Mighty Mouse seems to be winning this battle of wits

January 13, 2001|By Rob Kasper

I KEEP TELLING myself that humans are smarter than mice.

The human brain, according to an article in Scientific American, has some 100 billion nerve cells, or neurons, that are linked in networks to give rise to a variety of mental and cognitive attributes, such as memory, intelligence, emotion and personality.

I recite this to myself as I stretch out on the kitchen floor, easing yet another mousetrap beneath a kitchen counter. The Scientific American article has inspired me to yell, "Yo! Fur-face! My neurons are comin' at ya." "Fur-face" is one of the names I have given my nemesis, a mouse with attitude.

He - my research indicates this is a male - made his first appearance in the kitchen about one week ago. At first he was shy, scurrying for cover anytime I drew near. But he has become bolder. The other night when I found him in the kitchen, he was posing. He cocked his head and gave me one of those "What-are-you-doin'-here?" looks. Instead of running away as I approached, he seemed to saunter, saying, in mouse-body language, catch me if you can.

I have been trying. Until I matched wits with this furry ball of confidence, I considered myself a master mouse catcher. Part of the charm of living in Maryland is that when the weather turns cold, mice invade your home.

Over the years I have used a variety of instruments to battle mice. One cold night a few years ago, I used a lacrosse stick, a short sawed-off number that belonged to one of the kids, to dispatch a mouse. This one pranced into our family room, just as I was settling down, in my skivvies, to watch "Law & Order," one of my favorite TV shows. I grabbed the biggest weapon that was handy - the lacrosse stick - and poked it at him. He skedaddled into an overturned wastebasket lined with a plastic bag. I closed the bag. Then, wearing little more than a bathrobe and a pair of heavy boots I ventured into the nippy winter air to bid adieu to the visitor.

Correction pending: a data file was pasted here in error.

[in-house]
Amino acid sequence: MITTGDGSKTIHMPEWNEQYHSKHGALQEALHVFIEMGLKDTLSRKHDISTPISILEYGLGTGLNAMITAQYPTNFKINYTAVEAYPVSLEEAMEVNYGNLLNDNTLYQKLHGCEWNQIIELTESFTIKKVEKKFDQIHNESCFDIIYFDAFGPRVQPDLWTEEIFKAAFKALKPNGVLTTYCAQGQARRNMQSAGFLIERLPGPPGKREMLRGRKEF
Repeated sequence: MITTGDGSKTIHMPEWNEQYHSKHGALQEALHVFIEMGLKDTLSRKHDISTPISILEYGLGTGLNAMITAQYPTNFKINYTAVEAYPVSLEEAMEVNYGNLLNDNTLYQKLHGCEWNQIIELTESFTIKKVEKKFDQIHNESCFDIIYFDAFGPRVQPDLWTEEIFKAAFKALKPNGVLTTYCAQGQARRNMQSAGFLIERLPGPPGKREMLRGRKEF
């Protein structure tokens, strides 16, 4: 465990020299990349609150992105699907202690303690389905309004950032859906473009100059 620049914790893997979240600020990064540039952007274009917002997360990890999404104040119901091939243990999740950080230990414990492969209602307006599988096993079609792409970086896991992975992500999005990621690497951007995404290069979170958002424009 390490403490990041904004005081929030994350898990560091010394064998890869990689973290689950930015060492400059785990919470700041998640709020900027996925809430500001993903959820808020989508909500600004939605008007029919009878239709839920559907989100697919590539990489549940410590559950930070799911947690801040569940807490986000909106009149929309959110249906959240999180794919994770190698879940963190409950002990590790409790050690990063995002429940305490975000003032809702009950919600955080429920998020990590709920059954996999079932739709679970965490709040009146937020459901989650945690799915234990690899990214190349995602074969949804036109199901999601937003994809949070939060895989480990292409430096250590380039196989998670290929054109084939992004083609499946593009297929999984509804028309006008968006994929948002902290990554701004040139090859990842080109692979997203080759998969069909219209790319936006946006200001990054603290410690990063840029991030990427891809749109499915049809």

In most cases an inviting dollop of peanut butter served on a spring-loaded mousetrap takes care of business.

But this one appears to be a gourmet mouse. He won't touch the peanut butter - creamy or chunky. Moreover, when I moved up to a more expensive menu, he turned up his nose at bacon, the bait d'resistance. Until now no mouse has been able to "just say no" to a morsel of bacon served on a trap that has been "smoked," with a match, to increase its aromatic allure.

Because this is an exceptional mouse, I have taken extraordinary measures. Namely I looked him up on the Internet. I did a search on "mouse intelligence" and came up with some pretty interesting information about this character.

First of all, I surmised that this is a male mouse. I came to this conclusion after reading the results, reported on the Web, of the science project of Samantha Elizabeth Beech, a sixth-grader in Honolulu.

Samantha ran three male mice and three females through a maze and recorded how long it took each mouse to make it through the maze. She assumed that the more intelligent a mouse is, the faster it would run through the maze. Samantha found that the male mice were faster (and therefore smarter). The smart aleck in my kitchen can move with lightning speed. That, combined with his tendency to pose, convinced me this mouse was male.

The Web research also helped me figure out where this mouse came from; he hails from Prince- ton, N.J. He has got to be kin to one of the smart, genetically engineered mice bred by Joe Z. Tsien, an assistant professor in the department of molecular biology at Princeton.

I read about these mice in an article called "Building a Brainier Mouse" that Tsien published in Scientific American and posted on the Web. Tsien and colleagues bred a batch of smarter mice, dubbed "Doogies" after the boy genius on the TV show "Doogie Howser, M.D." Experiments showed that the Doogie mice had better memories and were faster learners than ordinary mice.

Somehow, some way, I have a Doogie, a Princeton mouse in my kitchen. He disdains peanut butter and pork and behaves like he is smarter than anyone else in the house. So far he has been right.

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